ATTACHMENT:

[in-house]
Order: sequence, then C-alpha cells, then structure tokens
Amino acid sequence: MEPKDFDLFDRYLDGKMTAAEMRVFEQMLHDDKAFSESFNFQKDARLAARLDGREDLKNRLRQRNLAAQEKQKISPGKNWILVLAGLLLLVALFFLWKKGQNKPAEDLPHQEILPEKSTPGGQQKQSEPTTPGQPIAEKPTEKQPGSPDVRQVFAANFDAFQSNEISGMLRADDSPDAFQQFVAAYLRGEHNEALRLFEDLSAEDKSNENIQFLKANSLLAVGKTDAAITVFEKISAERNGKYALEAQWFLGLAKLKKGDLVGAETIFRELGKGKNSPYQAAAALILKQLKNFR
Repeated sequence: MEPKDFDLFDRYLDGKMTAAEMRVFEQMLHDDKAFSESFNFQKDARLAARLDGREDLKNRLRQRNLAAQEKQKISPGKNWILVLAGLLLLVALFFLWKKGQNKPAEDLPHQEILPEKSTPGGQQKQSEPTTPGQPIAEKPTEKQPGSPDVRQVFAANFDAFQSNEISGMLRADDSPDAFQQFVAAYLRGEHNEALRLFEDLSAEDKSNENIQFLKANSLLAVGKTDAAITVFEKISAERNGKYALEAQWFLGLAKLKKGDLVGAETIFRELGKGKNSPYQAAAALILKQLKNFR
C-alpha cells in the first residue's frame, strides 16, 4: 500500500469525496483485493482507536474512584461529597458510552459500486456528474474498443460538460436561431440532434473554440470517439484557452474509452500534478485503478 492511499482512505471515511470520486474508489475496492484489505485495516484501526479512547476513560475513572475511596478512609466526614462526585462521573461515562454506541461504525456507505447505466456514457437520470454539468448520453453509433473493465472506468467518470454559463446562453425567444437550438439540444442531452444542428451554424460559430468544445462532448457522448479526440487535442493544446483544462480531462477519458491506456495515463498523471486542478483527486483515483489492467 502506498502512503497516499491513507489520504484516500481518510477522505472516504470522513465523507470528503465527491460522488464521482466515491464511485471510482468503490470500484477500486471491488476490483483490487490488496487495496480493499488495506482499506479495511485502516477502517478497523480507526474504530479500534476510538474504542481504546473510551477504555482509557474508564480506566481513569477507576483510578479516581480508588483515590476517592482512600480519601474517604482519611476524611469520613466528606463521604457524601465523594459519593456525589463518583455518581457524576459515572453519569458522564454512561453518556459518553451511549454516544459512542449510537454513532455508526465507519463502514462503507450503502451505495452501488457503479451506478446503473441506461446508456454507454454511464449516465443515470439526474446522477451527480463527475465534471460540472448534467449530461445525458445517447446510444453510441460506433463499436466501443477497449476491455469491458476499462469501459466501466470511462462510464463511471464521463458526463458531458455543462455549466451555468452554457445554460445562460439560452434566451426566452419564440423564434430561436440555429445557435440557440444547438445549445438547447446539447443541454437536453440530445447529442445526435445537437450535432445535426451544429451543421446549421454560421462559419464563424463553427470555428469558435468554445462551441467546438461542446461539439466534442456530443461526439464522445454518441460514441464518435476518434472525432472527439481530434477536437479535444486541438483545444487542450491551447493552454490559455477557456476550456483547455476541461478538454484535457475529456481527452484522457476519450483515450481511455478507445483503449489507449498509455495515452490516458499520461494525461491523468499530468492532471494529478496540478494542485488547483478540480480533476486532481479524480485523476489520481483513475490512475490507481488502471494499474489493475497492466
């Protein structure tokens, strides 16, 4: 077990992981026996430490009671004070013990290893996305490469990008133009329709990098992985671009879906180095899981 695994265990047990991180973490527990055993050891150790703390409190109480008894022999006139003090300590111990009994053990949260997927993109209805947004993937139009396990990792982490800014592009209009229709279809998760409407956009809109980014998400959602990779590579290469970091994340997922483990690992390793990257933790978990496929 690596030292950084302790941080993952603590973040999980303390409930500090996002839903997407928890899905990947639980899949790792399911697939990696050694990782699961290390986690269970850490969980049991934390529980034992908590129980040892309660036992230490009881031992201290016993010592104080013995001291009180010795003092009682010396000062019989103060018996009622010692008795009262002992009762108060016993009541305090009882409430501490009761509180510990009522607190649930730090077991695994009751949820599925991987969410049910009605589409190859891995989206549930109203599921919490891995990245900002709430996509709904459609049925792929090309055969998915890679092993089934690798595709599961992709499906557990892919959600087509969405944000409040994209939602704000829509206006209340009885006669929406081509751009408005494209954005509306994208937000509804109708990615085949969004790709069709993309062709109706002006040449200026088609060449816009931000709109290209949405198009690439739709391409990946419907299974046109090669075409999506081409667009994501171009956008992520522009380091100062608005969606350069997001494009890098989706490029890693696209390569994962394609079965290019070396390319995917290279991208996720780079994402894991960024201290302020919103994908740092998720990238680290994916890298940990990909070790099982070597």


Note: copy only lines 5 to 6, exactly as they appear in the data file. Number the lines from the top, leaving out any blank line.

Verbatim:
C-alpha cells in the first residue's frame, strides 16, 4: 500500500469525496483485493482507536474512584461529597458510552459500486456528474474498443460538460436561431440532434473554440470517439484557452474509452500534478485503478 492511499482512505471515511470520486474508489475496492484489505485495516484501526479512547476513560475513572475511596478512609466526614462526585462521573461515562454506541461504525456507505447505466456514457437520470454539468448520453453509433473493465472506468467518470454559463446562453425567444437550438439540444442531452444542428451554424460559430468544445462532448457522448479526440487535442493544446483544462480531462477519458491506456495515463498523471486542478483527486483515483489492467 502506498502512503497516499491513507489520504484516500481518510477522505472516504470522513465523507470528503465527491460522488464521482466515491464511485471510482468503490470500484477500486471491488476490483483490487490488496487495496480493499488495506482499506479495511485502516477502517478497523480507526474504530479500534476510538474504542481504546473510551477504555482509557474508564480506566481513569477507576483510578479516581480508588483515590476517592482512600480519601474517604482519611476524611469520613466528606463521604457524601465523594459519593456525589463518583455518581457524576459515572453519569458522564454512561453518556459518553451511549454516544459512542449510537454513532455508526465507519463502514462503507450503502451505495452501488457503479451506478446503473441506461446508456454507454454511464449516465443515470439526474446522477451527480463527475465534471460540472448534467449530461445525458445517447446510444453510441460506433463499436466501443477497449476491455469491458476499462469501459466501466470511462462510464463511471464521463458526463458531458455543462455549466451555468452554457445554460445562460439560452434566451426566452419564440423564434430561436440555429445557435440557440444547438445549445438547447446539447443541454437536453440530445447529442445526435445537437450535432445535426451544429451543421446549421454560421462559419464563424463553427470555428469558435468554445462551441467546438461542446461539439466534442456530443461526439464522445454518441460514441464518435476518434472525432472527439481530434477536437479535444486541438483545444487542450491551447493552454490559455477557456476550456483547455476541461478538454484535457475529456481527452484522457476519450483515450481511455478507445483503449489507449498509455495515452490516458499520461494525461491523468499530468492532471494529478496540478494542485488547483478540480480533476486532481479524480485523476489520481483513475490512475490507481488502471494499474489493475497492466
């Protein structure tokens, strides 16, 4: 077990992981026996430490009671004070013990290893996305490469990008133009329709990098992985671009879906180095899981 695994265990047990991180973490527990055993050891150790703390409190109480008894022999006139003090300590111990009994053990949260997927993109209805947004993937139009396990990792982490800014592009209009229709279809998760409407956009809109980014998400959602990779590579290469970091994340997922483990690992390793990257933790978990496929 690596030292950084302790941080993952603590973040999980303390409930500090996002839903997407928890899905990947639980899949790792399911697939990696050694990782699961290390986690269970850490969980049991934390529980034992908590129980040892309660036992230490009881031992201290016993010592104080013995001291009180010795003092009682010396000062019989103060018996009622010692008795009262002992009762108060016993009541305090009882409430501490009761509180510990009522607190649930730090077991695994009751949820599925991987969410049910009605589409190859891995989206549930109203599921919490891995990245900002709430996509709904459609049925792929090309055969998915890679092993089934690798595709599961992709499906557990892919959600087509969405944000409040994209939602704000829509206006209340009885006669929406081509751009408005494209954005509306994208937000509804109708990615085949969004790709069709993309062709109706002006040449200026088609060449816009931000709109290209949405198009690439739709391409990946419907299974046109090669075409999506081409667009994501171009956008992520522009380091100062608005969606350069997001494009890098989706490029890693696209390569994962394609079965290019070396390319995917290279991208996720780079994402894991960024201290302020919103994908740092998720990238680290994916890298940990990909070790099982070597």